General Motors was able to achieve a 1% increase in sales last month, aided by the strong demand from commercial customers and the recent model debuts like the Chevrolet Sonic. The sales boost came almost entirely from Chevrolet. According to the GM executives, the result was better than what they expected provided that the 46% sales increase experienced in February 2011 were due to incentives.
Most of the analysts had forecasted that the February sales of the automaker would decline from year-earlier levels. GM's vice president of U.S. sales, Don Johnson, recognized the unexpected strength in the economy and the strong demand for newer models, many of which are more fuel-efficient and smaller. In a conference call with reporters and analysts, Johnson revealed that the improving economic fundamentals and "great product" are "really driving" their business.
Furthermore, GM was able to sell 7,900 units of Chevy Sonic last month. The figure is almost three times the year-earlier sales of the Aveo, which is the vehicle that Chevy Sonic replaced. The February result is also the highest mark since the vehicle was released in August. Chevy Cruze sales were 20,427 units. This is the first time that the Cruze surpassed the 20,000 mark since August.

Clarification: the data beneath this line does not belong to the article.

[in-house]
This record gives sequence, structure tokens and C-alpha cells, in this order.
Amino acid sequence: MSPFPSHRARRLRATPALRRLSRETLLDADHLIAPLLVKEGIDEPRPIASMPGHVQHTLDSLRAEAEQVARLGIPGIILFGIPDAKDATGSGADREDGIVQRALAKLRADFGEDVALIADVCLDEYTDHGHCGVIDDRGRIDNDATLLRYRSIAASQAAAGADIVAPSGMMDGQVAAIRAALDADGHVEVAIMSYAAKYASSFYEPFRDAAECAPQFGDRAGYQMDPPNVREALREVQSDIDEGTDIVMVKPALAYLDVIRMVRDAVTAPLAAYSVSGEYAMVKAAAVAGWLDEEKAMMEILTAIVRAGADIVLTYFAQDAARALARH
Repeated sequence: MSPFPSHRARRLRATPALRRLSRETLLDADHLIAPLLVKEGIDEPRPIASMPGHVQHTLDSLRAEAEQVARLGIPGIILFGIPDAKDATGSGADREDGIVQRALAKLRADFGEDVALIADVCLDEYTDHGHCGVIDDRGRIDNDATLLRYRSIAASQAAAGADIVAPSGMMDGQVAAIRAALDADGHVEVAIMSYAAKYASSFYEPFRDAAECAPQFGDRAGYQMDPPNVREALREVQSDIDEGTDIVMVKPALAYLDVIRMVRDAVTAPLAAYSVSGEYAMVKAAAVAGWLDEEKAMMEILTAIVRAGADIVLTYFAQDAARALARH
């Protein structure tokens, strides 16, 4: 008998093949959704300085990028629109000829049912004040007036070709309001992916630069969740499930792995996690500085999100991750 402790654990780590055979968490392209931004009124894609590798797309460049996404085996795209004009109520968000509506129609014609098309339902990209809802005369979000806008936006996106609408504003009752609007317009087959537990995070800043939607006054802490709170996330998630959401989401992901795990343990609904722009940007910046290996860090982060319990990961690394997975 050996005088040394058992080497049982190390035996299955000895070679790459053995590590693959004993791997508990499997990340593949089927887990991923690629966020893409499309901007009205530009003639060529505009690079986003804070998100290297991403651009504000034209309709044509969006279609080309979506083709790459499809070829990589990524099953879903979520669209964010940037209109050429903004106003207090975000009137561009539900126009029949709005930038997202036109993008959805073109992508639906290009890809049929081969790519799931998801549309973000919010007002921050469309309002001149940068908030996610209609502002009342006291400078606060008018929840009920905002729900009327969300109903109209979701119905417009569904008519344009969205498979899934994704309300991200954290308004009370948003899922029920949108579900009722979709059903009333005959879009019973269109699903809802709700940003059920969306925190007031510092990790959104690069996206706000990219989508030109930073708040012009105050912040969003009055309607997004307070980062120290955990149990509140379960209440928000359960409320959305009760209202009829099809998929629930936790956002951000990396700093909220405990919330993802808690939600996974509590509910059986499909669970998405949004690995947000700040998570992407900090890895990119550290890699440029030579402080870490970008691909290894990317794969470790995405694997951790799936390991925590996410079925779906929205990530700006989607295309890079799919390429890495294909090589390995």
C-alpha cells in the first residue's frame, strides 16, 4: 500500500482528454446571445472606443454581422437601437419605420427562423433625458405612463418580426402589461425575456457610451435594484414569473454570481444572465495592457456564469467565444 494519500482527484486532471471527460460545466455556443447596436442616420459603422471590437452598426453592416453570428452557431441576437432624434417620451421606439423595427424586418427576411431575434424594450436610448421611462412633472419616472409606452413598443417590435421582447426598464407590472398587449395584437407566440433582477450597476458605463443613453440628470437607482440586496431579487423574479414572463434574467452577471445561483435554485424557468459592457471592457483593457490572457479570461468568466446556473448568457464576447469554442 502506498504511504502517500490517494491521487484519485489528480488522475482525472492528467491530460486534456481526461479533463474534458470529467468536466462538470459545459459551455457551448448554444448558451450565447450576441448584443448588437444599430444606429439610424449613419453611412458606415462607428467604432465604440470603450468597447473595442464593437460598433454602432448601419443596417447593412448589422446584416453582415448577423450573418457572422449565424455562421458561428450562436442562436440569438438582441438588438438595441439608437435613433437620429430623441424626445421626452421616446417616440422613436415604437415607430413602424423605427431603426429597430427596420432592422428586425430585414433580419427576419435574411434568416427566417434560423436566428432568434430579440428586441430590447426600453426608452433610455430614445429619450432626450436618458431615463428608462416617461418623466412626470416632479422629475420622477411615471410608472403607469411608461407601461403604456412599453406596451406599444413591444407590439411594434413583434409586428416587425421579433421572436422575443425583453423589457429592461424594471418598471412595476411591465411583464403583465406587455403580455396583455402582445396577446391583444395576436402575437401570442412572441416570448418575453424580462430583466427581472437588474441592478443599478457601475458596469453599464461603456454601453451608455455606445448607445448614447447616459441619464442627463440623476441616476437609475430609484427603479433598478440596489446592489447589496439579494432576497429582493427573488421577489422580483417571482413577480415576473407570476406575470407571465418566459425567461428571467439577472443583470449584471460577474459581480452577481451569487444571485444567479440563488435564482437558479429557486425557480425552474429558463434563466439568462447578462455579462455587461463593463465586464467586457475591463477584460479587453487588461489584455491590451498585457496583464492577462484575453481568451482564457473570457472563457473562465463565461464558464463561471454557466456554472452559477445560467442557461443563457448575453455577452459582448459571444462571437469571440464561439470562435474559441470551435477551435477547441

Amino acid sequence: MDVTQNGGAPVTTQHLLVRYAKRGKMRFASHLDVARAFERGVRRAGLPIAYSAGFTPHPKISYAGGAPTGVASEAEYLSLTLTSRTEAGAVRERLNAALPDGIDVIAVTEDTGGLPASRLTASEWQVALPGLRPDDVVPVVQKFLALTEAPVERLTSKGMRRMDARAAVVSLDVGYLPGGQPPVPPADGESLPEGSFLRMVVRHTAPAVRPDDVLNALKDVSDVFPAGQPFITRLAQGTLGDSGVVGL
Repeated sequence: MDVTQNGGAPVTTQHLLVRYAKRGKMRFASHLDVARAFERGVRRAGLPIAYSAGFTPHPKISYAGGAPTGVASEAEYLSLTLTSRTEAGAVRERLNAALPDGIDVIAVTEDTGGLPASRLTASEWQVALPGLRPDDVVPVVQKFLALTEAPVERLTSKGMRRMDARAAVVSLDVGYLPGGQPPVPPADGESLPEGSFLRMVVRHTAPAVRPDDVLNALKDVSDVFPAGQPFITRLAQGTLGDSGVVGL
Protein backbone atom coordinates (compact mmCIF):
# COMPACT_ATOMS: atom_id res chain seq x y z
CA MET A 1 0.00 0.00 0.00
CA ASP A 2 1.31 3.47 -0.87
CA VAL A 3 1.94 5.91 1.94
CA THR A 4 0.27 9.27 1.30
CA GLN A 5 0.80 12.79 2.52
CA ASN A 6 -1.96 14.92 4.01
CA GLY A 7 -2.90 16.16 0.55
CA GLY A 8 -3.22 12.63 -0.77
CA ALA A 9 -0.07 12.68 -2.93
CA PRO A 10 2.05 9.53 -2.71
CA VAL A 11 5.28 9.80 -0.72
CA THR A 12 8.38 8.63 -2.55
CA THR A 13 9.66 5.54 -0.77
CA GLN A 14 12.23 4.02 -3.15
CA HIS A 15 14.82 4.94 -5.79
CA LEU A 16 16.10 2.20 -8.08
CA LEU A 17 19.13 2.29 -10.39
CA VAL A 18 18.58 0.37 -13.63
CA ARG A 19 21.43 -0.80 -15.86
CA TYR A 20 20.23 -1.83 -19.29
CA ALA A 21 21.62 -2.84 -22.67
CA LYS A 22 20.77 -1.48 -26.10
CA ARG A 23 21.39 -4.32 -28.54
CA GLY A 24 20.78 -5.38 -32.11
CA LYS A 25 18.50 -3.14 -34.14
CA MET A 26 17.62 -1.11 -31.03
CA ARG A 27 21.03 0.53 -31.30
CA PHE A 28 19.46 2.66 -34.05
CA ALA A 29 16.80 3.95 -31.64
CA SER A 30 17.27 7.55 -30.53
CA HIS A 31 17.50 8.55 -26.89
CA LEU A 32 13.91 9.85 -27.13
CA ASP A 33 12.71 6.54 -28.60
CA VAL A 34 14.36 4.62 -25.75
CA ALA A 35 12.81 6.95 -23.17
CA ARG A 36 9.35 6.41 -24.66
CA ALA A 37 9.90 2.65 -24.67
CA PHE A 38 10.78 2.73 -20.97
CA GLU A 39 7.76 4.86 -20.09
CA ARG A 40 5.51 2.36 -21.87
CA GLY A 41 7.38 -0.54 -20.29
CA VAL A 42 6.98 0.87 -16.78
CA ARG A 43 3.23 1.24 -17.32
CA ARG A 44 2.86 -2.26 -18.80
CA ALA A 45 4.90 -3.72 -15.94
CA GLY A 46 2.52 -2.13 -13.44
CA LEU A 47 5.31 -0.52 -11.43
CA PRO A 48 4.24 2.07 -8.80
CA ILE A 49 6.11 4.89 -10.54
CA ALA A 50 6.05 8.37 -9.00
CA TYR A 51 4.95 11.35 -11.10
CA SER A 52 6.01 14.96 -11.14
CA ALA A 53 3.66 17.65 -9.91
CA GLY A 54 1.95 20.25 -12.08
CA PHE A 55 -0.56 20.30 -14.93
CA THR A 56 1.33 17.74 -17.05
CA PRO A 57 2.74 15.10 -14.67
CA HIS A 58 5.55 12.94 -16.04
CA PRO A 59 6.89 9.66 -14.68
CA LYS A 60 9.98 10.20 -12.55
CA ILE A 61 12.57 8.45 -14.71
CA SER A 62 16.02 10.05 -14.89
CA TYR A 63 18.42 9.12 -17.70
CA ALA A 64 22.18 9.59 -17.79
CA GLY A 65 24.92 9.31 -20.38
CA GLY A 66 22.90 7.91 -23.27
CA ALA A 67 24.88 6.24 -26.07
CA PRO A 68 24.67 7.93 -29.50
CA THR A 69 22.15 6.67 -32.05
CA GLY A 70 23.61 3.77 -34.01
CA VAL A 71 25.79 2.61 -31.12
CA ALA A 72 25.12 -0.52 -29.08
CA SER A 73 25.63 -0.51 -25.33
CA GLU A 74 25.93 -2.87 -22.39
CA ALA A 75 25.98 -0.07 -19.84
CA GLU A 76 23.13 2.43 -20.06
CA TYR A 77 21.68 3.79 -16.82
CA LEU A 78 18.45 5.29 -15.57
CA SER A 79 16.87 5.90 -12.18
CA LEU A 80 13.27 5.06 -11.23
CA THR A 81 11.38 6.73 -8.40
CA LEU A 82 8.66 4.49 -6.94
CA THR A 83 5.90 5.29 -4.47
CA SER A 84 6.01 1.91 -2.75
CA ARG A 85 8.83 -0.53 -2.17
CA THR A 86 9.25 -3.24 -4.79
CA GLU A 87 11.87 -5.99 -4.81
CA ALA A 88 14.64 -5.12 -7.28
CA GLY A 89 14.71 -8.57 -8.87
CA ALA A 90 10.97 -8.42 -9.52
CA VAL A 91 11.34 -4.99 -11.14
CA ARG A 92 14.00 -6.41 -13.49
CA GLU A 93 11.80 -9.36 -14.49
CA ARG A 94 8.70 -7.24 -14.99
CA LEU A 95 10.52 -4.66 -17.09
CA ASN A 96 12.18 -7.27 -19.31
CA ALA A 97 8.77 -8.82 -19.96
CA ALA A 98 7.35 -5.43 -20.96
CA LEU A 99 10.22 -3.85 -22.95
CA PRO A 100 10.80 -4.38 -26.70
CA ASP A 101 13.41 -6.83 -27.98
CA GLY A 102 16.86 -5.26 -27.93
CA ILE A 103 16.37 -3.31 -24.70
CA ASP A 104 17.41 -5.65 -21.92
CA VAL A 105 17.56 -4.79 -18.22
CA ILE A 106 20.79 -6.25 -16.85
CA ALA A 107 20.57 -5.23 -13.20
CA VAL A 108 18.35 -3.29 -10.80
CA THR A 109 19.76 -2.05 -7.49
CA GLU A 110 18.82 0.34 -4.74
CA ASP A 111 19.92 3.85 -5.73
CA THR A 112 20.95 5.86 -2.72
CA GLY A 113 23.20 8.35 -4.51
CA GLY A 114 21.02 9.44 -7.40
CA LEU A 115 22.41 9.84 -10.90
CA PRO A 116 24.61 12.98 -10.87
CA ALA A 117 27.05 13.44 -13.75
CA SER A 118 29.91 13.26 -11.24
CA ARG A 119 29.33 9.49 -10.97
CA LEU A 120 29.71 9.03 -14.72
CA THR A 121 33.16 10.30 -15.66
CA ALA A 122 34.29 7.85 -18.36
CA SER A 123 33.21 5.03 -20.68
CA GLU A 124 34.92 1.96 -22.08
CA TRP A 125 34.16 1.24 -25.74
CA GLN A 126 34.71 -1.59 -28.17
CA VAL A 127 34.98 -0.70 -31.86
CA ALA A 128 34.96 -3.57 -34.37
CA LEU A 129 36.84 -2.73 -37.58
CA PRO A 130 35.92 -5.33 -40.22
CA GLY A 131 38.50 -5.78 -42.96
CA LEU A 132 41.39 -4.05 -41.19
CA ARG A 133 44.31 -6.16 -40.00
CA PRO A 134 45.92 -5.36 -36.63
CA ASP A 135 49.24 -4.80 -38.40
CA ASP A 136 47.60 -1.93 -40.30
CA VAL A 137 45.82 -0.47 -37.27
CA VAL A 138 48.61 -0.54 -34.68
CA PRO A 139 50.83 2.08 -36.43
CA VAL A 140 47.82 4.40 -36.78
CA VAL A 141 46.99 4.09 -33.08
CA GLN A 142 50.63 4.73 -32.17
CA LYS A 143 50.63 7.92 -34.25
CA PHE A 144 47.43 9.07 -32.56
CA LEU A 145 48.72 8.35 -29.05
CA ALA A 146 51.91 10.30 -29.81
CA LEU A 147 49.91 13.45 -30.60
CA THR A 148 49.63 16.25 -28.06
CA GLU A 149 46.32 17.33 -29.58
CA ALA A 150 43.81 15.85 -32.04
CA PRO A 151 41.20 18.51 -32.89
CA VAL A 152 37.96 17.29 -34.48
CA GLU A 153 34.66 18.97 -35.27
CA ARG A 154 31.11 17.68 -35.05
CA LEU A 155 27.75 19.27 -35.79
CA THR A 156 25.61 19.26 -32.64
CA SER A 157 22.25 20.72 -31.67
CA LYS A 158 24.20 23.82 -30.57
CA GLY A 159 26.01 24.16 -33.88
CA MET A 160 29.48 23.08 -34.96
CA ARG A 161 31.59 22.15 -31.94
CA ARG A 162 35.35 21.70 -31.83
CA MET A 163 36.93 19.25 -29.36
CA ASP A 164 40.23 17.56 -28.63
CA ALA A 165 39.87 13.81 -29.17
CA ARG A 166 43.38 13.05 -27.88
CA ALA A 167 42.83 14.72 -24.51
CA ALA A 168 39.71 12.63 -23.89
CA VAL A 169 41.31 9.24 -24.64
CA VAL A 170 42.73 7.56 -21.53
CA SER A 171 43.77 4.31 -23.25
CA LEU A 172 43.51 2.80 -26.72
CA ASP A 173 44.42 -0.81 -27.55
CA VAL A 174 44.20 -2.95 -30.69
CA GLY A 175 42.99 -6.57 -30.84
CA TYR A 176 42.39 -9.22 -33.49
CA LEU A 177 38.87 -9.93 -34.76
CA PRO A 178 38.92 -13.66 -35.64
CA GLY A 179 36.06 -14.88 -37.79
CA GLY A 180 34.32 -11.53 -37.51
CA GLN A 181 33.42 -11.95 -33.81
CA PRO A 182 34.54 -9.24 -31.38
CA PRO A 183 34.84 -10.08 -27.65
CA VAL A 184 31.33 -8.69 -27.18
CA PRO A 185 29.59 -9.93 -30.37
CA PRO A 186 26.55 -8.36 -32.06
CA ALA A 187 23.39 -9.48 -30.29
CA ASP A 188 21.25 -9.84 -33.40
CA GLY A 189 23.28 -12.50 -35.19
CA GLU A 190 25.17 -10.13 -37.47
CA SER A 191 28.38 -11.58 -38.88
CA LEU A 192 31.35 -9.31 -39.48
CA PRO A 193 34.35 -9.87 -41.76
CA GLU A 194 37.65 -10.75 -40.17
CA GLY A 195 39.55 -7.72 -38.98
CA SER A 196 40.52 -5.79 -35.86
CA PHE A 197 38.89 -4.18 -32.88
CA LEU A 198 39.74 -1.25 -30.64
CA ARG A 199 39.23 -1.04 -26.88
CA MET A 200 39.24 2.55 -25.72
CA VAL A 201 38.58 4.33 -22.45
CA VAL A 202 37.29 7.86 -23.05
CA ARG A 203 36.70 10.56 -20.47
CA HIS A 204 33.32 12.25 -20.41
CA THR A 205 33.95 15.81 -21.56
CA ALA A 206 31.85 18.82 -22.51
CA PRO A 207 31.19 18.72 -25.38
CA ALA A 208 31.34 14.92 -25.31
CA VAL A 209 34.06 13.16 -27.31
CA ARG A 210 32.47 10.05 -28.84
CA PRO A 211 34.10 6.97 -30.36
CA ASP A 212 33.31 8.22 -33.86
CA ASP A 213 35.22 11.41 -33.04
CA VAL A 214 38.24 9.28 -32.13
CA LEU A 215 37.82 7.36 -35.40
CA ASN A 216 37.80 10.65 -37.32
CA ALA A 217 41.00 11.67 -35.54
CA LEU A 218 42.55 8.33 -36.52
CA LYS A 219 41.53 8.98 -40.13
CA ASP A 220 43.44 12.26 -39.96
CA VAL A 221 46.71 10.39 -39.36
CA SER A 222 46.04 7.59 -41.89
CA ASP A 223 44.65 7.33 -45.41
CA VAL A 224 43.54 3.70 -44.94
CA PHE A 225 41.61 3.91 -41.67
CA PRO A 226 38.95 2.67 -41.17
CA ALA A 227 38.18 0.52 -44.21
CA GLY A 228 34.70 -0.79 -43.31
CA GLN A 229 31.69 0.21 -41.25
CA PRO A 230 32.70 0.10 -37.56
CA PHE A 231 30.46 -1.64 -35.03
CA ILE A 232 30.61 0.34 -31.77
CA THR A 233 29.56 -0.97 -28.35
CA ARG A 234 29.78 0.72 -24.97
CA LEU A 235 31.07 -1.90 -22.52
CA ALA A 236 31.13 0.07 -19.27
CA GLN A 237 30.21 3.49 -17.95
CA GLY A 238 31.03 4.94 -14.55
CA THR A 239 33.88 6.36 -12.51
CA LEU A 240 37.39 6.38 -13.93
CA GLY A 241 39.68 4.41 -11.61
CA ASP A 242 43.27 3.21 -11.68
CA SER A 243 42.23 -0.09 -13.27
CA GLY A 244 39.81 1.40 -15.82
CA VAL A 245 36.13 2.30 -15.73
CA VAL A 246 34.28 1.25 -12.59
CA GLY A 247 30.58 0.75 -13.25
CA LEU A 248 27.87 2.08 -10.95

Johnson pointed to the increase in small-car sales for the success of its new offerings instead of the rise in gasoline prices in the entire month. He added that almost 40% of the overall sales of GM came from automobiles that get more than 30 mpg on the highway compared to 16% three years ago.
He further stated that the strength of their "broad-based portfolio" is what was assisting them in achieving the figures. The positive results are also attributed to the sales to commercial customers like the farmers and contractors, which increased by 35%. Heavy-duty variants of the GMC Sierra and Chevy Silverado pickups leaped 20% percent and 28%, respectively.